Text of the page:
I proctored 8 final exams, each 2-3 hours long. I graded my 285 English exams. I recorded all of their grades in my computer and also in my grade book. Then I calculated end-of-year grades for every one of my students. If I were a typical Rwandan teacher, after those calculations I'd get to copy every figure onto a grade reporting sheet. Let's do the math: (2 marks per term x 3 terms + 1 grand total) x 285 students = 1,995 numbers to write by hand. And let's be honest, if I were a typical Rwandan teacher at my school, I'd have more than 285 students and more than one subject's exam to grade -- but you get the idea. Anyway, I took a shortcut and printed out all my grades in nice pretty spreadsheets. Oh, how I love thee, Microsoft Excel.
The monotony of grading was tempered with the cute little personal notes that many kids include on their exams. Examples (you can click to enlarge):
With that, my responsibilities at Buyoga Secondary School were complete. But as Rwandans love ceremonies, they insisted on having a send-off celebration for me. It was held where all large school gatherings are, in the cafeteria. They remove all the tables and arrange the benches in rows for the spectators. But inevitably there is not enough space, so kids jam together as tightly as possible and the latecomers stand crowded in the back.
The festivities began with a few students doing traditional dance while another small group sang and played a drum. At first I didn't pay much attention to the Kinyarwanda lyrics, but then my ears seemed to hear "Juliana." As I listened closer, I heard that the chorus did indeed sing my name, followed by umurezi wacu na mama we meaning "our teacher and her mother." So I could only assume this was a little piece penned in my honor (and my mom's, who the kids all talk about ever since she visited in July). Really sweet.
(Disclaimer: These ceremony pictures are not from my camera. It's somewhat unbelievable to me that the quality is so terrible, because the school actually has a really nice 10.1-megapixel camera. C'est la vie.)
But that wasn't the only original composition! Some time later, two of my boys took the floor, each clutching a microphone at a rapper's angle. They proceeded to perform an amazing a cappella freestyle song that they had written for me. It was both touching and hilarious. If by chance you are familiar with Kanye West's 808s & Heartbreak, it reminded me of the last track "Pinocchio Story." Basically the boys screamed out my name many times over, dropped to their knees in anguish, and kept returning to the chorus: "I TAKE THIS MICROPHONE / TO TELL YOU BYE-BYE..." I have some priceless video of it, so maybe if I can get to fast internet sometime soon, I'll try to upload it because this description really doesn't do it justice.
At the end of the ceremony, the headmaster and the "head girl" and "head boy" student representatives presented me with a small gift: a hand-carved wooden map of Rwanda. It was unexpected and really thoughtful.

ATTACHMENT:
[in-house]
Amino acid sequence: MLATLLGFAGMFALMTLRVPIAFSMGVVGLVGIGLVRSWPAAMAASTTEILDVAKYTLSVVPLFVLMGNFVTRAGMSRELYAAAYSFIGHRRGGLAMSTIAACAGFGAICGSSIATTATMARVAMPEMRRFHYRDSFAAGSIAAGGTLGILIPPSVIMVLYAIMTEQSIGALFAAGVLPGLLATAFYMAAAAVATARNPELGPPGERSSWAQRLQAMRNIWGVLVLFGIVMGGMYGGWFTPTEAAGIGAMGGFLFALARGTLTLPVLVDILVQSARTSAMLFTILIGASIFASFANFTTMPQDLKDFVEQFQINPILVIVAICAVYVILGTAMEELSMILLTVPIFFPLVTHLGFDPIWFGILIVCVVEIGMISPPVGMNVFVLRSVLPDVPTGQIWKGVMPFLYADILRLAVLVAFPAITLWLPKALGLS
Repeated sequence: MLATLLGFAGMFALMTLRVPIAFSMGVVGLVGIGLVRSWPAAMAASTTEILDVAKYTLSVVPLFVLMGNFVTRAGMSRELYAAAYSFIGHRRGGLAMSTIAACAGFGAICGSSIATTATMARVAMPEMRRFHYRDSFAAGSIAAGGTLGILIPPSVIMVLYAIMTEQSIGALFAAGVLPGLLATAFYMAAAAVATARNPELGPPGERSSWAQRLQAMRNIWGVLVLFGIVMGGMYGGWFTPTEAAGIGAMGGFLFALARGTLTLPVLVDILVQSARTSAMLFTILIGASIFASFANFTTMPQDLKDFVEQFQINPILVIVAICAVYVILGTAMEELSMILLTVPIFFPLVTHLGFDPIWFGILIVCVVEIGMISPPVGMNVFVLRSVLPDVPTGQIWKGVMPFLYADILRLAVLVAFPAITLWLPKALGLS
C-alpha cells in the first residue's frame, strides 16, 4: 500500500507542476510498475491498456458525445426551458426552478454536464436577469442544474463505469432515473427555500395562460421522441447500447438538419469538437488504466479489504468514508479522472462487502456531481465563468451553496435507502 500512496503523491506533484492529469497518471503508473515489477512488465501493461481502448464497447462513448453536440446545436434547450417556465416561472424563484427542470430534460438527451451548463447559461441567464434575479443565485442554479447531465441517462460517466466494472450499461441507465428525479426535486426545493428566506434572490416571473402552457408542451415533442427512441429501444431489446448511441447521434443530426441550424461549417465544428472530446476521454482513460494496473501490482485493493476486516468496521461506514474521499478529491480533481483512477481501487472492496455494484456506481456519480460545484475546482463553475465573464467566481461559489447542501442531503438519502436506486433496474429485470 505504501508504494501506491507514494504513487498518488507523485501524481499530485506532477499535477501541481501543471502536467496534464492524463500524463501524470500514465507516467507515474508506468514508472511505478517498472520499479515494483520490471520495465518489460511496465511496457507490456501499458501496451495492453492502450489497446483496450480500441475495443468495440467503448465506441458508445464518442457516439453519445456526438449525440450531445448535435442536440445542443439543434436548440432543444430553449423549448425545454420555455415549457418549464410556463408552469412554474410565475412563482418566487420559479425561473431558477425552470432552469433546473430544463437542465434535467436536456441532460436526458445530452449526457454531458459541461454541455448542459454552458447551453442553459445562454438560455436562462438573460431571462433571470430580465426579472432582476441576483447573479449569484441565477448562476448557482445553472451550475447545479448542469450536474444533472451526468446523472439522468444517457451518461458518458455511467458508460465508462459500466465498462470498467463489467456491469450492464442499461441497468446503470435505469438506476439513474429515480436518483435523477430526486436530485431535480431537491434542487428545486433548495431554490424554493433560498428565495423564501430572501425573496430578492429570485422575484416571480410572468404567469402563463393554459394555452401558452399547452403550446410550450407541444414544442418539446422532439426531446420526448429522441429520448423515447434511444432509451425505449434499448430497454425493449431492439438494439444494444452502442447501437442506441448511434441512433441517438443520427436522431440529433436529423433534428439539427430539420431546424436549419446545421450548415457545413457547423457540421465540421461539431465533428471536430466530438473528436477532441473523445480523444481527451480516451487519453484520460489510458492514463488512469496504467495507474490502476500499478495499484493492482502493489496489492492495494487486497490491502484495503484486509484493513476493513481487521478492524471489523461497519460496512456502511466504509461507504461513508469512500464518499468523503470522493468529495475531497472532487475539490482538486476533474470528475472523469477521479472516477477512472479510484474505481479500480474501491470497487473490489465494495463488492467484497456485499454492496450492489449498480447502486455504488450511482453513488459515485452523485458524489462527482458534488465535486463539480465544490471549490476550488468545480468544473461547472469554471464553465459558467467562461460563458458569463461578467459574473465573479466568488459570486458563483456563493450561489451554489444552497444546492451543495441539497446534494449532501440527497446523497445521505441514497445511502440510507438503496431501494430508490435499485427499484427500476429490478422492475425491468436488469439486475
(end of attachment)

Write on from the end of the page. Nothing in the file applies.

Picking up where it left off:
After that two-hour long ordeal, there was essentially an after-party in the school library. In attendance were about half of the teachers, a handful of select students, the headmaster, and a local government rep (I guess to make everything more official). Of course, in typical Rwandan fashion, EVERY SINGLE PERSON had to make a personal speech to me. It's kind of obnoxious, not to mention time-consuming. Over half of the people who gave speeches have hardly said two words to me this entire year, but sure enough they get up there and talk for 5 or 10 minutes straight. I'm continually amazed how every Rwandan is so good at speaking extemporaneously, especially since sometimes the emcee cold-calls with a specific topic ("Antoine, tell what you learned during the teachers' classes with Julie Ann"). The payoff for enduring the never-ending speeches was a small feast of goat brochettes, seasoned potatoes, and Fanta. Yum yum yum.
Many of you have asked me when I'm leaving Rwanda. I deliberately hadn't mentioned it yet because the plans were a little bit up in the air, due to some miscommunication that I don't need to rant about here. In the end, I am moving out of my Buyoga this Monday, October 25. For two weeks I will be in Nyanza, helping to train our newest class of Peace Corps recruits. Then I will leave Rwanda on the evening of Friday, November 12. (So, please don't send me any more mail! There's not enough time to ensure I'll receive it.) I'm planning an epic journey through West Africa, and at last I will be back in the States sometime in December. I'll be home for Christmas... =)
My favorite goodbye experience was heading to the Buyoga market on Thursday to bid farewell to my tomato lady, Mukashyaka. This woman brought me joy every single market day. Here's a typical exchange: she lights up when she sees me coming, and she greets me in Kinyarwanda. Then she says, "Ushaka inyanya -- You want tomatoes." It's a statement, not a question. I ask how much. "Today, they're 500 for the small bowl. But FOR YOU, 400!" Then she personally picks out the best-looking ones, fills the bowl to overflowing, and throws about 5 extra tomatoes in my bag for free. Then she says, "And I know you love green peppers, too!" and she dashes off to a nearby stall to pick the best peppers for me there. She brings those back and throws them in my bag, for an equally rock-bottom price (not sure how that works, since the peppers aren't hers to begin with). "So you'll come back!" she explains. I thank her profusely, and she just says, "You're my good customer."
So I took her a small gift of a scarf I was going to get rid of anyway. She was so taken aback! Then I really floored her by asking to take her picture. She did the typical Rwandan pose of looking down with a serious expression -- but she gives herself away. Her eyes are smiling.